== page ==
“Transfer" means to remove from a container.
The department shall promulgate rules that prescribe reasonable standards relating to the safe storage and handling of anhydrous ammonia.
No person may do any of the following:
Store, hold, or transport anhydrous ammonia in a container that does not meet all applicable requirements established by rules of the department promulgated under sub. (2)
Transfer or attempt to transfer anhydrous ammonia into a container that does not meet all applicable requirements established by rules of the department promulgated under sub. (2)
Transfer or attempt to transfer anhydrous ammonia without the consent of the owner of the anhydrous ammonia.
Intentionally cause damage to anhydrous ammonia equipment without the consent of the owner of the anhydrous ammonia equipment.
Intentionally take, carry away, use, conceal, or retain possession of anhydrous ammonia belonging to another or anhydrous ammonia equipment belonging to another, without the other's consent and with intent to deprive the owner permanently of possession of the anhydrous ammonia or anhydrous ammonia equipment.
Intentionally release or allow the escape of anhydrous ammonia belonging to another into the atmosphere. This paragraph does not apply if the owner has authorized the actor to exercise control over the anhydrous ammonia or has consented to its release.
Any person who violates a rule of the department promulgated under sub. (2)
may be required to forfeit not less than $10 nor more than $100 for each violation.
Except as provided in par. (c)
, any person who violates sub. (3)
is guilty of a Class I felony. Notwithstanding s. 101.02 (12)
, each act in violation of sub. (3)
constitutes a separate offense.
Any person who violates sub. (3) (a)
while performing an agricultural activity or while performing an activity related to the construction, repair, alteration, location, installation, inspection, or operation of anhydrous ammonia equipment with the consent of the owner of the anhydrous ammonia equipment may be required to forfeit not less than $10 nor more than $100 for each violation.
History: 2001 a. 3
; 2005 a. 14
See also ch. SPS 343
, Wis. adm. code.
Employer's duty to furnish safe employment and place. 101.11(1)(1)
Every employer shall furnish employment which shall be safe for the employees therein and shall furnish a place of employment which shall be safe for employees therein and for frequenters thereof and shall furnish and use safety devices and safeguards, and shall adopt and use methods and processes reasonably adequate to render such employment and places of employment safe, and shall do every other thing reasonably necessary to protect the life, health, safety, and welfare of such employees and frequenters. Every employer and every owner of a place of employment or a public building now or hereafter constructed shall so construct, repair or maintain such place of employment or public building as to render the same safe.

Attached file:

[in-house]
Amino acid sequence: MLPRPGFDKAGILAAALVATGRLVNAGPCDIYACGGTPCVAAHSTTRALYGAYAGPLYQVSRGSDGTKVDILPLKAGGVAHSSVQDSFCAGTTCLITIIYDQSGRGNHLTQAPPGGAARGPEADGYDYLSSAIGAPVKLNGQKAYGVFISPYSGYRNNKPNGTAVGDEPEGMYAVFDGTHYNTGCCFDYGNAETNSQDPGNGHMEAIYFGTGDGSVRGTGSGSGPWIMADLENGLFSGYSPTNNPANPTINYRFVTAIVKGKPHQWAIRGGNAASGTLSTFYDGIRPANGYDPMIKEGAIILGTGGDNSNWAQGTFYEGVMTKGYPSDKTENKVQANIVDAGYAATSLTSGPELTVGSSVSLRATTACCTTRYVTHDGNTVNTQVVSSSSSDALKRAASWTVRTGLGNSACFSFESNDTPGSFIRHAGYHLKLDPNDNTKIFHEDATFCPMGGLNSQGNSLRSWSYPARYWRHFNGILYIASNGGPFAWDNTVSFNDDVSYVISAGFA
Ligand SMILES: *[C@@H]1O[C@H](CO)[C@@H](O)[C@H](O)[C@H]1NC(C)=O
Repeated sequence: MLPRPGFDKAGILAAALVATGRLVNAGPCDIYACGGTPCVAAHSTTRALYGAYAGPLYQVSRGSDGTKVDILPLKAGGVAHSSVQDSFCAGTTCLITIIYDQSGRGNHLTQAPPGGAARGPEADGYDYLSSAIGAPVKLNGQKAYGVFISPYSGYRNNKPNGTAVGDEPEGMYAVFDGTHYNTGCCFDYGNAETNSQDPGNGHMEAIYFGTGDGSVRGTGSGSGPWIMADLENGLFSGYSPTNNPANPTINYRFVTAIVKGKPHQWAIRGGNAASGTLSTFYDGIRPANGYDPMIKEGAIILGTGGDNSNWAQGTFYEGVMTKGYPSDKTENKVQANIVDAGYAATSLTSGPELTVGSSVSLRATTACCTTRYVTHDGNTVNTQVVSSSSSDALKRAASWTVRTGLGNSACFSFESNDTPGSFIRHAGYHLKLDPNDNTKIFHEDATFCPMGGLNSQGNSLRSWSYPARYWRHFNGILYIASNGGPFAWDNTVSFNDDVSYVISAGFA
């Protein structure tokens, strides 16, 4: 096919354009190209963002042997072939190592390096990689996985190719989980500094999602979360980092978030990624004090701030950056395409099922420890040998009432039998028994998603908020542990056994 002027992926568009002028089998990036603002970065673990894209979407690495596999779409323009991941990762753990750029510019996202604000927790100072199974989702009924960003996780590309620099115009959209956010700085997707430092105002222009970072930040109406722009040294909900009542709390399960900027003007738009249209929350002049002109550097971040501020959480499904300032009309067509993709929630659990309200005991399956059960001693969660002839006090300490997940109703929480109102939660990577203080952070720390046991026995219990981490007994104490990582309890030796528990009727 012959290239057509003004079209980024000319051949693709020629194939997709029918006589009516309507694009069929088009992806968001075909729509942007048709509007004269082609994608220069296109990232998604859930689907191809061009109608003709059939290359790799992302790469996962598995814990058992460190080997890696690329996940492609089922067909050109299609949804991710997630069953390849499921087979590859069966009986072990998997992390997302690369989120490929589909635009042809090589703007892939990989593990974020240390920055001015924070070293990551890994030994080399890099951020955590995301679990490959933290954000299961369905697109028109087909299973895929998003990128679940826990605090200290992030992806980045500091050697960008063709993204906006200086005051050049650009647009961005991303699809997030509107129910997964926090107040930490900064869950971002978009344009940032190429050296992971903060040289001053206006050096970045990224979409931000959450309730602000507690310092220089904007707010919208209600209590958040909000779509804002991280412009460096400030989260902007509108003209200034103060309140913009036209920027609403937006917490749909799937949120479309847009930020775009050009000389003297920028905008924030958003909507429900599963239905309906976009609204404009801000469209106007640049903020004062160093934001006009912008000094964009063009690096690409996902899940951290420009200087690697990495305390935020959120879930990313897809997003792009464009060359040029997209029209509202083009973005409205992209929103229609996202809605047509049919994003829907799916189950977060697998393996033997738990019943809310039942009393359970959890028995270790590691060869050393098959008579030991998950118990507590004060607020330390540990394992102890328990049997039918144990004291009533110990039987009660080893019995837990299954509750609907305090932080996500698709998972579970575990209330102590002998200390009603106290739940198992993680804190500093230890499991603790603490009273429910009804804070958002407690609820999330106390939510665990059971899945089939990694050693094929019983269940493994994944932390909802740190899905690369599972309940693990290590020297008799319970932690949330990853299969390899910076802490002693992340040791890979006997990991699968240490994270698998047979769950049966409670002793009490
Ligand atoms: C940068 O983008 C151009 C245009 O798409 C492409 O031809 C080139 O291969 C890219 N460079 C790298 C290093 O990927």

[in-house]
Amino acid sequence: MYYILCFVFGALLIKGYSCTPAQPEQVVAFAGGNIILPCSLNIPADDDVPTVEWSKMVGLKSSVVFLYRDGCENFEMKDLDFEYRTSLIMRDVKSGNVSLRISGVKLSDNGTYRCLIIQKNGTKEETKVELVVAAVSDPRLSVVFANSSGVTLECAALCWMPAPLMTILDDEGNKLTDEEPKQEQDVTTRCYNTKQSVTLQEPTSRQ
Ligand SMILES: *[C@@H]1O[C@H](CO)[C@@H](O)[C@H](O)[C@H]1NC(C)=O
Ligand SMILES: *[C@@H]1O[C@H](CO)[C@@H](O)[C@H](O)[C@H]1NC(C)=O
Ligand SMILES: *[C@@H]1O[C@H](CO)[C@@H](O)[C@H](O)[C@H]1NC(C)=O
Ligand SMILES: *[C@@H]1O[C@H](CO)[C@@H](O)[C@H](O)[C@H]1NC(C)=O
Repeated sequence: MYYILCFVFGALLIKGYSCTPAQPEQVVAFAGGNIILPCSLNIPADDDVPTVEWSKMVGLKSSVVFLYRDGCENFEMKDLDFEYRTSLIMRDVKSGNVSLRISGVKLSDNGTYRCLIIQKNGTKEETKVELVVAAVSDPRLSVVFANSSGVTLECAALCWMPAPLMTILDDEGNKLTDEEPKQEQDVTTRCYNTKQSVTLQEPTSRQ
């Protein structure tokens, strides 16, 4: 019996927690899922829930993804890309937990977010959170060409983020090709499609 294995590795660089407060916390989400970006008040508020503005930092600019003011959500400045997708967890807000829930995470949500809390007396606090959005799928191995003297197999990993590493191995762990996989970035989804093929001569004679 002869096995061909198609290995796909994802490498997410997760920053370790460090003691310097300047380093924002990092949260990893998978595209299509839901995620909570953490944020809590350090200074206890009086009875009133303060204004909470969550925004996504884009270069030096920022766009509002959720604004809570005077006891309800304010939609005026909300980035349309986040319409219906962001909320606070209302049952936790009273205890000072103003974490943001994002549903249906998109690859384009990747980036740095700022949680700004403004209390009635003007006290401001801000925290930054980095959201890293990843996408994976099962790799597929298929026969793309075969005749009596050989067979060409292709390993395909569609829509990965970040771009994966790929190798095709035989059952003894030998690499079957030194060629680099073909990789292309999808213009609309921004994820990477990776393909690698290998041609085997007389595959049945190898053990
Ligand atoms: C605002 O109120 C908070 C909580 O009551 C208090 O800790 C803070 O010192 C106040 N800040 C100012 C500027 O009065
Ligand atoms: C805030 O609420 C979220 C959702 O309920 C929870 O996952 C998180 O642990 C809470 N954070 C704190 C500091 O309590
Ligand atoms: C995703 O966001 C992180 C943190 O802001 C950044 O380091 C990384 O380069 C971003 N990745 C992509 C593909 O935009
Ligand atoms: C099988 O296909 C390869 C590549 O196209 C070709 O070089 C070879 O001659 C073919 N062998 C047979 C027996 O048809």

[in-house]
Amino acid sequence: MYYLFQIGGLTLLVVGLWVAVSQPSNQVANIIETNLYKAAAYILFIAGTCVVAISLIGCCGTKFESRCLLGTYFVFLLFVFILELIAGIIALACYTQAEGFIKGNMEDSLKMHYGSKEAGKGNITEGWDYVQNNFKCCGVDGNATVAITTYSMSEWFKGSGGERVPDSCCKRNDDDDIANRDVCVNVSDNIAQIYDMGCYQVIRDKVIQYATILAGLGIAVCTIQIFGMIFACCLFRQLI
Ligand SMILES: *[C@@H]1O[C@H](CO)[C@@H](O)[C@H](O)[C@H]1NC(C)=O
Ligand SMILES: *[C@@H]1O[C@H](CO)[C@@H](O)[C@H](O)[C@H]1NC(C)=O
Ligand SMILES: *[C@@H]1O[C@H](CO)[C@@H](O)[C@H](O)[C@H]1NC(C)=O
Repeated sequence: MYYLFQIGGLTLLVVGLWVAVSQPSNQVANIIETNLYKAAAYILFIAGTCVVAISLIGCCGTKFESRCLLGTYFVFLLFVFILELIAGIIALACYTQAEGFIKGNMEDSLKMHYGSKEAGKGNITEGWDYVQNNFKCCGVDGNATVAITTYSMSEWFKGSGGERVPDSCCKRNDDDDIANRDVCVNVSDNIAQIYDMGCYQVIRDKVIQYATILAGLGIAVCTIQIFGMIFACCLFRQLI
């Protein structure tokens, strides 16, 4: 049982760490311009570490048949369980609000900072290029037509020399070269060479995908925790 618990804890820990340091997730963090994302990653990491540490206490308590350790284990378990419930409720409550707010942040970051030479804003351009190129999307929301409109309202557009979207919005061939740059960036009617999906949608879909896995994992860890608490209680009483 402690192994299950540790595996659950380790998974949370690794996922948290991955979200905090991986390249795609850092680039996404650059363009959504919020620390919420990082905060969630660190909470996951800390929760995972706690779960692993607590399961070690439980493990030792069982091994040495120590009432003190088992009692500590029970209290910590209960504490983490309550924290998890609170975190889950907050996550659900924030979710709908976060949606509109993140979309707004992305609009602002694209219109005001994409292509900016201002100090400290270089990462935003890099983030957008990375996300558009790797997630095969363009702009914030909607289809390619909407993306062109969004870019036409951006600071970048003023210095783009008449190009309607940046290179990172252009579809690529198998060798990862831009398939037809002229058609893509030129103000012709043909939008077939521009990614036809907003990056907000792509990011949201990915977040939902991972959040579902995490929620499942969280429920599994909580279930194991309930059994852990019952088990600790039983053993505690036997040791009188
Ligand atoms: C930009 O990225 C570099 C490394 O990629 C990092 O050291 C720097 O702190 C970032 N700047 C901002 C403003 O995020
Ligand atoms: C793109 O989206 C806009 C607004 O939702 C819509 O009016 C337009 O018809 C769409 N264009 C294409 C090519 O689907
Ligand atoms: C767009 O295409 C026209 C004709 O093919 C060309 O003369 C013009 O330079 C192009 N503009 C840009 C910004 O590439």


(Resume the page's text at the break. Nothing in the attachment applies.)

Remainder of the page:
No employer shall require, permit or suffer any employee to go or be in any employment or place of employment which is not safe, and no such employer shall fail to furnish, provide and use safety devices and safeguards, or fail to adopt and use methods and processes reasonably adequate to render such employment and place of employment safe, and no such employer shall fail or neglect to do every other thing reasonably necessary to protect the life, health, safety or welfare of such employees and frequenters; and no employer or owner, or other person shall hereafter construct or occupy or maintain any place of employment, or public building, that is not safe, nor prepare plans which shall fail to provide for making the same safe.
No employee shall remove, displace, damage, destroy or carry off any safety device or safeguard furnished and provided for use in any employment or place of employment, nor interfere in any way with the use thereof by any other person, nor shall any such employee interfere with the use of any method or process adopted for the protection of any employee in such employment or place of employment or frequenter of such place of employment, nor fail or neglect to do every other thing reasonably necessary to protect the life, health, safety or welfare of such employees or frequenters.
This section applies to community-based residential facilities as defined in s. 50.01 (1g)
History: 1971 c. 185
; Stats. 1971 s. 101.11; 1975 c. 413
; 1987 a. 161
See also chs. SPS 361
, and 365
, Wis. adm. code.
Ordinary negligence can be compared with negligence founded upon the safe place statute. In making the comparison, a violation of the statute is not to be considered necessarily as contributing more than the common-law contributory negligence. Lovesee v. Allied Development Corp., 45 Wis. 2d 340